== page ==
But court officials have been faced with unique challenges associated with e-filing in Illinois, where 102 counties are organized within 24 circuit court jurisdictions and five appellate districts, where clerks of those counties are elected, and where both the state and the counties provide financial support for the operation of the courts.
Another complication to having a technological infrastructure that would link electronically all the courts in the state's 24 judicial circuits, providing a unified system for the electronic filing of cases and case documents in all of the state's trial courts, is that there are now at least 12 different circuit court management software systems operating in the various court jurisdictions that would have to be integrated with any e-filing program under the new statewide standards.
Tardy said the high court's recent move was a significant one in that it provides uniform standards and principles that allow local jurisdictions in all of the state's counties to define their own best models for e-filing while serving as a baseline for what they would need to do in moving to a virtually paperless operation.
"At this point, we really want to get e-filing up and running," Tardy said. "When the supreme court issued the orders, the standards and the rules, it was with an incredibly strong and committed intent that technology aids in the administration of justice, and that each jurisdiction is strongly encouraged to make this happen."
An effective and efficient e-filing system should benefit all involved in the judicial system, Tardy said.
"The big benefit that we know about for practitioners, clearly, is the time savings and cost savings in the use of electronic transmission of filings. It ought to be big," Tardy said. "For the pilot sites that have been so successful in this, [the new standards] will really expand it. We're very hopeful that this is a help to parties, certainly the attorneys and practitioners, and certainly the clerks and the judges themselves."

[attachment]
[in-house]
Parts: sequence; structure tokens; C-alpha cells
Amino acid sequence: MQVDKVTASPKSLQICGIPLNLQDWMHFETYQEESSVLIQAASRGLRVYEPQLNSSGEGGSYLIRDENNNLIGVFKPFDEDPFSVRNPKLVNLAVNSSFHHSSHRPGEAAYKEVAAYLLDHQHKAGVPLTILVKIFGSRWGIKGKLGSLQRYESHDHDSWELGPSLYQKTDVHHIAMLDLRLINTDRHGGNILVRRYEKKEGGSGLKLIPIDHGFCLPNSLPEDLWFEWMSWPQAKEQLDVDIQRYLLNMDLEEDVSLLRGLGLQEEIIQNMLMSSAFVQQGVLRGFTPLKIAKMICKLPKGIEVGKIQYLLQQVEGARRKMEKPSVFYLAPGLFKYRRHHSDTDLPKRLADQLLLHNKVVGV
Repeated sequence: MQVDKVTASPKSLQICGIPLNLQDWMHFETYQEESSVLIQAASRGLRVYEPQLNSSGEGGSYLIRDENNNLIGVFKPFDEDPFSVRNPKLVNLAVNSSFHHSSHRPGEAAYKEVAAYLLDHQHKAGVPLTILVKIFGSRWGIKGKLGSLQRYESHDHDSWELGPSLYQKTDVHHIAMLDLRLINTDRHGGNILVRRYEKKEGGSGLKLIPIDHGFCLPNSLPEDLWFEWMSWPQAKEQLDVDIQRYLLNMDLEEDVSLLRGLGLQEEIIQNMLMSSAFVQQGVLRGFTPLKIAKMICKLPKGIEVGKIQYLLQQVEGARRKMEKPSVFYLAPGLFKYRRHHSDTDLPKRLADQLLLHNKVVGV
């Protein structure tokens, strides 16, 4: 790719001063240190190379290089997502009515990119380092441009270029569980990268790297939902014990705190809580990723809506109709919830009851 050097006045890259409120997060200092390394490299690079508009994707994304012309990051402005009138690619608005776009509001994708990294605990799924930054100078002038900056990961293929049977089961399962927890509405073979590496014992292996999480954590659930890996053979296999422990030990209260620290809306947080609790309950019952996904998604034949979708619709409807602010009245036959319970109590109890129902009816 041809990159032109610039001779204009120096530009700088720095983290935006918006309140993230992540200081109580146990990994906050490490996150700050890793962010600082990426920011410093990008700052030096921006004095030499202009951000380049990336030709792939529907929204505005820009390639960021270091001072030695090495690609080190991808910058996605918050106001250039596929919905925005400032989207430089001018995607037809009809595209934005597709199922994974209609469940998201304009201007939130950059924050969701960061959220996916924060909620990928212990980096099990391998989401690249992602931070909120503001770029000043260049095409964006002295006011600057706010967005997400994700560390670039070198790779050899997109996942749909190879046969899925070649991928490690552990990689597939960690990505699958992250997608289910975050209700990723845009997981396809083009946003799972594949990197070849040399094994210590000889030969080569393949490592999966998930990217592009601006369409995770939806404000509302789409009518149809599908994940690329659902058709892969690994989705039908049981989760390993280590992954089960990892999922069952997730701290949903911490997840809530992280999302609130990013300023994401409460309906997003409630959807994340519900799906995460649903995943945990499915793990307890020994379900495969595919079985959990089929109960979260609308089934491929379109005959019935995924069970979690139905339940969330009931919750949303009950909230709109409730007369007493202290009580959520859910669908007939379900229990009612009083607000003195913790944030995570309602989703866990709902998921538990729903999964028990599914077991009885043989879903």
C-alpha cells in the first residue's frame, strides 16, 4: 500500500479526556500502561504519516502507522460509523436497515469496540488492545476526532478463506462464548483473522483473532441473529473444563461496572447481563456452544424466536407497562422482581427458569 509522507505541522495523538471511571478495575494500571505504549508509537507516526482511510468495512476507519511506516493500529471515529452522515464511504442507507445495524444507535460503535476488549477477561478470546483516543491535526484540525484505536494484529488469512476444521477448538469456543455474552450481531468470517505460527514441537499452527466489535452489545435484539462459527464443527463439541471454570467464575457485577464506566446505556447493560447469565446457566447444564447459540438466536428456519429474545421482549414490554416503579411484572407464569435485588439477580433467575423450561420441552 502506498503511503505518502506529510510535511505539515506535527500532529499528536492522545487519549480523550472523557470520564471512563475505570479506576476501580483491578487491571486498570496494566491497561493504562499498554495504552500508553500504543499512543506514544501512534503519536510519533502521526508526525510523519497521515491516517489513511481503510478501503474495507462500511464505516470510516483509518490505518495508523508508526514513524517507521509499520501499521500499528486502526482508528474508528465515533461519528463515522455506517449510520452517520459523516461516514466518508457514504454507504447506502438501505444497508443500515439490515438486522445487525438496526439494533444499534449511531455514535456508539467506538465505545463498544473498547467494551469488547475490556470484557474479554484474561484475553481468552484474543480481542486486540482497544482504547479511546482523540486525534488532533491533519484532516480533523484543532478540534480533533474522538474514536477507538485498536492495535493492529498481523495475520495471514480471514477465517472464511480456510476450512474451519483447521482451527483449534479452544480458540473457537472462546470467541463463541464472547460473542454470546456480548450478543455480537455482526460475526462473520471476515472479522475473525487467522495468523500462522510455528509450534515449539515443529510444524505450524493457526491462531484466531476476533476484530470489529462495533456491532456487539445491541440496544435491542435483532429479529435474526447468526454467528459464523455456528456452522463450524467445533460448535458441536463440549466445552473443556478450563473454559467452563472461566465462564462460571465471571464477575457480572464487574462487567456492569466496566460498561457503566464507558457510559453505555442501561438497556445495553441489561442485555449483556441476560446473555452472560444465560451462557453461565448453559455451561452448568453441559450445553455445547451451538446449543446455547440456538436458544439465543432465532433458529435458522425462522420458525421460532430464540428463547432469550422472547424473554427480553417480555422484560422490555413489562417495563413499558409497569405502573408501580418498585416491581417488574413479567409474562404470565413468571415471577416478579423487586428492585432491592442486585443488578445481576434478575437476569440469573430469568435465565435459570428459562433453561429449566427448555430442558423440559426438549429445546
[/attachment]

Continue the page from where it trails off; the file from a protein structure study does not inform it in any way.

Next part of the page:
Maria Kantzavelos <firstname.lastname@example.org> is a Chicago-based freelance writer focusing on legal topics.
The supreme court's newly amended Rule 11 brings a change that affects service of documents electronically in the trial courts.
Under the amended rule, attorneys and parties involved in civil cases must include an email address for service of "documents" on appearances and on all pleadings filed in a local circuit that has adopted mandatory e-filing. (The digital-friendly word "documents" replaces "papers," which appears in the pre-amendment version of the rule.)
The rule amendment allows, but does not require, a lawyer to receive documents delivered by email as valid service. It also expressly allows transmission to consenting attorneys and parties through a service that provides an electronic in-box for those registered to use it, a change designed to avoid the file-size limits and other problems inherent in sending email with large attachments.For many practitioners, e-service and not e-filing will be their immediate concern. "Even for me practicing in Whiteside County, and in counties that probably are not going to adopt an electronic filing system any time soon, [service by e-mail is] a change that will have an impact right away," e-business committee member Trent Bush said.
Consider, for example, the process of serving opposing parties and attorneys with a motion to amend a complaint that's been filed with the court. "Traditionally, I would have to mail a copy of everything I file with the court to opposing counsel and parties," Bush said. Now lawyers will be able to do that electronically to other lawyers and parties who consent rather than sticking it in the mail, he said.
"People have accepted communicating by email as…appropriate, economical, and convenient….I think that the ability to serve parties by email will be welcomed by Illinois attorneys," he said. With the popularity of smart phones and the amended rule allowing documents to be served via email, Bush said, "You're going to know that that pleading is out there, rather than maybe catching up with it a few days later.…It will allow attorneys to be a little more on top of their cases."